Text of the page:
Augustine (Aueelius Augustinus), Saint, a doctor of the Latin church, born at Tagaste, a small town of Numidia in Africa, not far from Carthage, Nov. 13, 354, died Aug. 28, 430. His father, Patricius, was a pagan nobleman of moderate 'fortune, while his mother, Monica, who has been canonized by the church, was an earnest Christian. Augustine was sent to the best schools of Madaura and Carthage. His own "Confessions" tell us that his conduct at this period of his life was far from exemplary. His studies, chiefly in the heathen poets, were more favorable to the development of his fancy and his style than to his Christian growth. The death of his father, which threw him upon his own resources, and the influence of some philosophical works, especially the Hortensius of Cicero, roused him to a diligent search after truth. Unable to find this in the writings of the Greek and Roman sages, and dissatisfied with what seemed to him the crude and fragmentary teachings of the Jewish and Christian Scriptures, he adopted the dualism of the Manichgeans. At the age of 29 he went to Rome. There his reputation as a teacher of eloquence soon rivalled that of Symmachus, then at the height of his renown. On the recommendation of that orator, he was called to Milan as a teacher of rhetoric.

Ambrose was then bishop of Milan, and Augustine's first care was to know so famous a preacher. After repeated interviews with Ambrose, the conversion of his own illegitimate son, and the entreaties of his mother, he resolved to embrace Christianity. The history of his conversion forms the most striking chapter in his "Confessions." After eight months of seclusion, which he spent with his mother and brother and son, preparing for his confirmation in the church, and maturing his plans for the future, Augustine in the Easter week of 387 was baptized, together with his son and brother, by the hand of Ambrose. He at once set out on his return to Africa. On the way his mother died, and a small chapel among the ruins of Ostia marks the traditional spot of her burial. The death of his son, which took place soon after his return, confirmed his inclination to the monastic life. He retired to Tagaste, and passed nearly three years in studious seclusion, varied only by occasional visits to the neighboring towns. On one of these visits, when he was present at the church in Hippo, a sermon which the bishop Valerius delivered, asking for a priest to assist him in his church, turned all eyes toward this famous scholar. No refusals were allowed, and Augustine was ordained.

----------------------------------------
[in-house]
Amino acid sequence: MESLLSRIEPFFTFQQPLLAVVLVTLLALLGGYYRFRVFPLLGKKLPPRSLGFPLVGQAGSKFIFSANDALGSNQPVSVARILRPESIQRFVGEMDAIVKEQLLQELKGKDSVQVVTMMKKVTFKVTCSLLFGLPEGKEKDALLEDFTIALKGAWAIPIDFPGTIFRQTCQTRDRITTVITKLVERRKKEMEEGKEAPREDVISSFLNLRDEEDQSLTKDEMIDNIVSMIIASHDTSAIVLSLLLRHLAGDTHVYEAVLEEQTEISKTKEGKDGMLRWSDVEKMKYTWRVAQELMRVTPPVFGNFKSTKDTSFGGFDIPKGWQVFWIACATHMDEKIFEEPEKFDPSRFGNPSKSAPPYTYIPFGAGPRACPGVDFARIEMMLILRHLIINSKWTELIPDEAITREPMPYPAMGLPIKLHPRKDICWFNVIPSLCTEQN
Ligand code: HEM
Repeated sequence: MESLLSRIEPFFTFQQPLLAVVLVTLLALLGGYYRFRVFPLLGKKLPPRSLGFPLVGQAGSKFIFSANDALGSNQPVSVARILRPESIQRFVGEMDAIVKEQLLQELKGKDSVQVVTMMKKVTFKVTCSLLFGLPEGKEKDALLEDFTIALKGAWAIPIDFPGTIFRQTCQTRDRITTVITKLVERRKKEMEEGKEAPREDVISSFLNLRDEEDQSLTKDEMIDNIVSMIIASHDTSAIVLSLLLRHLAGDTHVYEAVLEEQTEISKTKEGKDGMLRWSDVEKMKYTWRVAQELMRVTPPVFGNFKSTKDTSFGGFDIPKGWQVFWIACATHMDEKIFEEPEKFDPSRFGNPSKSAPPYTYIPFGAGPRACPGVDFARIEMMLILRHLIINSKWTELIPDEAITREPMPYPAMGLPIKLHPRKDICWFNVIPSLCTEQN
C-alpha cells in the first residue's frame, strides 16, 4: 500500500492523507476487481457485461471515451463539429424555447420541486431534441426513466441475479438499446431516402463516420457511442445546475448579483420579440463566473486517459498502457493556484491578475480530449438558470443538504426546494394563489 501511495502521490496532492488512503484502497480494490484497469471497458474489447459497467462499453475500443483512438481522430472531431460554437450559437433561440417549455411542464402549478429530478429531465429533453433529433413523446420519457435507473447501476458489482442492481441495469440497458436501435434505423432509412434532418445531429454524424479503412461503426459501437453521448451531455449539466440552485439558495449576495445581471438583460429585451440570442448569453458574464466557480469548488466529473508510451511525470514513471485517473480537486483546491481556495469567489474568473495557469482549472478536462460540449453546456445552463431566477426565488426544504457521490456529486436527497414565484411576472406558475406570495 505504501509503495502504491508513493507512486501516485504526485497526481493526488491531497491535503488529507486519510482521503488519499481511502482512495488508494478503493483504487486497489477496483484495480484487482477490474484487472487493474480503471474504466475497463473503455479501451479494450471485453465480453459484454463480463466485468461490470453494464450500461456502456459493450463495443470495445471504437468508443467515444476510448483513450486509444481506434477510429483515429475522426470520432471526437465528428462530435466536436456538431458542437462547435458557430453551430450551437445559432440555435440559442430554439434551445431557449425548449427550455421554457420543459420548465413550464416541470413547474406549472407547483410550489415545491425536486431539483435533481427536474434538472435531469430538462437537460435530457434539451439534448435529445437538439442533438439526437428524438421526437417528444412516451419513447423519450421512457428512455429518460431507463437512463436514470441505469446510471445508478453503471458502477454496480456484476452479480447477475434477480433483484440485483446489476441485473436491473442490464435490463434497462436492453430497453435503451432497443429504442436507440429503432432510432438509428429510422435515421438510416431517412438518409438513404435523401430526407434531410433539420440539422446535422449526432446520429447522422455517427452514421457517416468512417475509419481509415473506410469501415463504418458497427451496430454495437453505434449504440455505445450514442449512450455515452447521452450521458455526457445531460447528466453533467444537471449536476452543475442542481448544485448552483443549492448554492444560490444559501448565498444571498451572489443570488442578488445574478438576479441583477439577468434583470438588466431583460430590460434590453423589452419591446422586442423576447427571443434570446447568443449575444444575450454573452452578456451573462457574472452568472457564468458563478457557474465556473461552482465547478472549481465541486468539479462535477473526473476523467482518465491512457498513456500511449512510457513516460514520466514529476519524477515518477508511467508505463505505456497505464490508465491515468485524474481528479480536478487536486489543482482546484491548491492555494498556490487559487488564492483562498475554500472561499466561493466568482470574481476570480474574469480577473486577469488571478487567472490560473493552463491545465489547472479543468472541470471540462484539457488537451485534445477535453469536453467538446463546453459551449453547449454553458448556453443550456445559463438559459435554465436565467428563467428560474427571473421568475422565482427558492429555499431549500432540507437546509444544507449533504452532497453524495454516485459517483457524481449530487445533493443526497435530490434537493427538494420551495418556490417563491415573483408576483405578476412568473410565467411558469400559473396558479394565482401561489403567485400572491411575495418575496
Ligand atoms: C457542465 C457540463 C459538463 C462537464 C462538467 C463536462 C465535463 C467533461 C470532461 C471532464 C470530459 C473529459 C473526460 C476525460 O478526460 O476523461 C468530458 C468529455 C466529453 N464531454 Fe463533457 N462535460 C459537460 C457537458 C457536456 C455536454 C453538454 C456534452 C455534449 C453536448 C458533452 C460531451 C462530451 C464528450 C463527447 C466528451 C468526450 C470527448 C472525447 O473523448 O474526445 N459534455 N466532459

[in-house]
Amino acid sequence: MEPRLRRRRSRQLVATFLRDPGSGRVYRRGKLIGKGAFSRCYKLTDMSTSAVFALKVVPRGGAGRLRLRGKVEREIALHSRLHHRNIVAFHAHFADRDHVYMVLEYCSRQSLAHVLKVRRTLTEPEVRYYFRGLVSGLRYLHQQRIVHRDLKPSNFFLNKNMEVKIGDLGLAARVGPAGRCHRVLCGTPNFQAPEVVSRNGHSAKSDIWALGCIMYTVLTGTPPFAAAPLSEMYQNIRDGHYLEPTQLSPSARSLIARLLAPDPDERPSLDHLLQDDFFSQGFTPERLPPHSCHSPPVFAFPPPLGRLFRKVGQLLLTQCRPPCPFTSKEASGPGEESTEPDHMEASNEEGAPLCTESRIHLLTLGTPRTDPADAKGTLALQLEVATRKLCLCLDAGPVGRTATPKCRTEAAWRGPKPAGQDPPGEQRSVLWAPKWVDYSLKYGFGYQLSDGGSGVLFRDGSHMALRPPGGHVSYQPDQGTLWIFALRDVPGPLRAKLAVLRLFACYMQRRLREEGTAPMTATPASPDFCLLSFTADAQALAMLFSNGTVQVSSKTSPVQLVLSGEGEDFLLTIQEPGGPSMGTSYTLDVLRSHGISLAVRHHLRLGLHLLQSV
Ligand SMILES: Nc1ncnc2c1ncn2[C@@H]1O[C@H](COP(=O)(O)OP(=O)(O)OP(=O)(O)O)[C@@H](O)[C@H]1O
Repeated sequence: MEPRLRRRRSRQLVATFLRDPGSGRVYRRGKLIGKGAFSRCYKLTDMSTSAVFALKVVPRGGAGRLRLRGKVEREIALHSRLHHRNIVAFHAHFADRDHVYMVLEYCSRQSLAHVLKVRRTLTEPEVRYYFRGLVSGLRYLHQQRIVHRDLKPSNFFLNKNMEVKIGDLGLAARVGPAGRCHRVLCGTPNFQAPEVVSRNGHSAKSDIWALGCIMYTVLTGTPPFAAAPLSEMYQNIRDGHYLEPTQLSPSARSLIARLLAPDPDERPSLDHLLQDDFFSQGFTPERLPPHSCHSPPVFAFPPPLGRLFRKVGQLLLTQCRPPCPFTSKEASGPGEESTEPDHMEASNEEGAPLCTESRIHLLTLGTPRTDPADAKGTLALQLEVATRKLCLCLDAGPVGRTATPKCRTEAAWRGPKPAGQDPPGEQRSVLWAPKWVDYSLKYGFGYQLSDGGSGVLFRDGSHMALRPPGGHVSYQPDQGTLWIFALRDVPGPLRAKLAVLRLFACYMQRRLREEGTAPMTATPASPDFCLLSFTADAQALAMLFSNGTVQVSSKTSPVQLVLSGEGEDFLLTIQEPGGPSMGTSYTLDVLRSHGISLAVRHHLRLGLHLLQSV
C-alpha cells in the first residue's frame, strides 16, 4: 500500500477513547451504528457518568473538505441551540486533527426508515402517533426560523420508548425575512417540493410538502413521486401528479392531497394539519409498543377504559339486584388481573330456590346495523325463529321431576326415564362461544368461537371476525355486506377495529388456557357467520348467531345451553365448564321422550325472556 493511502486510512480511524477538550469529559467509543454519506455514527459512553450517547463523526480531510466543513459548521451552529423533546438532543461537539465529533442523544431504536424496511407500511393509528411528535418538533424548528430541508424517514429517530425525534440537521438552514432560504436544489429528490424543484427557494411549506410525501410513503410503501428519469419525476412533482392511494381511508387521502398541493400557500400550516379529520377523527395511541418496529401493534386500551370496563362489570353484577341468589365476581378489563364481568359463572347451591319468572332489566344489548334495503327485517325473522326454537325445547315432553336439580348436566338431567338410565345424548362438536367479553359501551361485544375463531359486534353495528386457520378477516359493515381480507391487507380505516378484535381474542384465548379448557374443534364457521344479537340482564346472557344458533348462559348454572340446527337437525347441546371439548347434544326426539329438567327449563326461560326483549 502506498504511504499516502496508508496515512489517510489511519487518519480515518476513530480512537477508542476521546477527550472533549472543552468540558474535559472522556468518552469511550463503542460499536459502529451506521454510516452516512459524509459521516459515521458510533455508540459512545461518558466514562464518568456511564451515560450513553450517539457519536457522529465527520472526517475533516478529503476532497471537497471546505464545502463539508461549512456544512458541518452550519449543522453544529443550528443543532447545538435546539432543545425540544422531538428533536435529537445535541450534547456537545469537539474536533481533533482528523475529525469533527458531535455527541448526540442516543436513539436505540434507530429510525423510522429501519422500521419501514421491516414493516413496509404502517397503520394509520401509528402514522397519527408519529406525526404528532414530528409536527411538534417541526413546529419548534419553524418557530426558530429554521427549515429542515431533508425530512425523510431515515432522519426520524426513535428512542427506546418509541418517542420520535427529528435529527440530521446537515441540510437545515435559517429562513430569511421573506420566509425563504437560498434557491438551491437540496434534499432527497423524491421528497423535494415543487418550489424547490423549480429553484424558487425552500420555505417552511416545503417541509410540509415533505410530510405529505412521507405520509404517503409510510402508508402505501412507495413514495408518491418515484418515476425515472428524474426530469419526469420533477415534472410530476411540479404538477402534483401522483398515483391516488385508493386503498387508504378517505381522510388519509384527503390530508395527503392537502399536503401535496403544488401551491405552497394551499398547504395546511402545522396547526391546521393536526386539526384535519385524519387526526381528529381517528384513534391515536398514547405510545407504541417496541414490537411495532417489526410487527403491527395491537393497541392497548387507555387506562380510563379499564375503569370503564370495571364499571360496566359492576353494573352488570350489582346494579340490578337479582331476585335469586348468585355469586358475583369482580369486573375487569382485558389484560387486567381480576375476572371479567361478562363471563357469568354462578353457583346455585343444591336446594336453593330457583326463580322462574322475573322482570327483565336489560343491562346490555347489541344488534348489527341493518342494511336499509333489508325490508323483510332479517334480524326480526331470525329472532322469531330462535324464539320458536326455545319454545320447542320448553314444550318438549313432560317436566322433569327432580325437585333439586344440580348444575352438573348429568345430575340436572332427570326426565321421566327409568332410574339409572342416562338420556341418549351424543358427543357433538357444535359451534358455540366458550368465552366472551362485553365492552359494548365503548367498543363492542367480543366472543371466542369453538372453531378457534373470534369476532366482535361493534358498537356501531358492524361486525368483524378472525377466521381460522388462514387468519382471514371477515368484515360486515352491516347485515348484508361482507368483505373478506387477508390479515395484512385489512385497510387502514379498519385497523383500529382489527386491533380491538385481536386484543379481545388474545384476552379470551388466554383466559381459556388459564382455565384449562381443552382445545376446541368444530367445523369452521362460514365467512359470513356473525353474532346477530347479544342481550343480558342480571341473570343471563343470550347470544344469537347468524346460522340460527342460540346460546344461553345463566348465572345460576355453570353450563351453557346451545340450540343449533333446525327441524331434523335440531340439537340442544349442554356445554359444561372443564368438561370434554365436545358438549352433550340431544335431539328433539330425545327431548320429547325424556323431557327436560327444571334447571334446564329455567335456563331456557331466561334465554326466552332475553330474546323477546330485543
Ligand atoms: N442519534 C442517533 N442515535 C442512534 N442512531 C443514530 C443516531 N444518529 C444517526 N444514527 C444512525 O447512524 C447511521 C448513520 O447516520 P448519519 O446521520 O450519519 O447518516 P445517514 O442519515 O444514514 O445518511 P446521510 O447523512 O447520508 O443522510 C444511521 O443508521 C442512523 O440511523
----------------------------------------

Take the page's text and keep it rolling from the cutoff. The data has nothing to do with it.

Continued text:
Preaching was soon added to his duties, an exception being made in his case to the usual rule, and the periods of the African orator, in harsh Latin or the harsher Punic tongue, were received with vehement applause. He was soon called to be assistant bishop, and then, on the death of the elder prelate, the whole charge of the church of Hippo was intrusted to his care. He retained the office until his death, a period of 35 years. The details of his episcopal life are minutely related by his friend Possidius. He preached every day and sometimes twice in the day; was frugal in his domestic arrangements, being a strict ascetic, and requiring of his attendant priests and deacons an equal simplicity of diet and dress; given to hospitality, yet without display; warmly interested in every kind of charity; courteous in his bearing, welcoming even infidels to his table; bold against all wickedness and wrong, whatever the rank of the transgressor; and untiring in his visits to widows and orphans, to the sick and the afflicted. He disputed with Manichajans, Arians, the followers of Priscillian, of Origen, and Tertul-lian, the Donatists, and the Pelagians, and al- lowed no doubtful utterance of doctrine to pass without his questioning.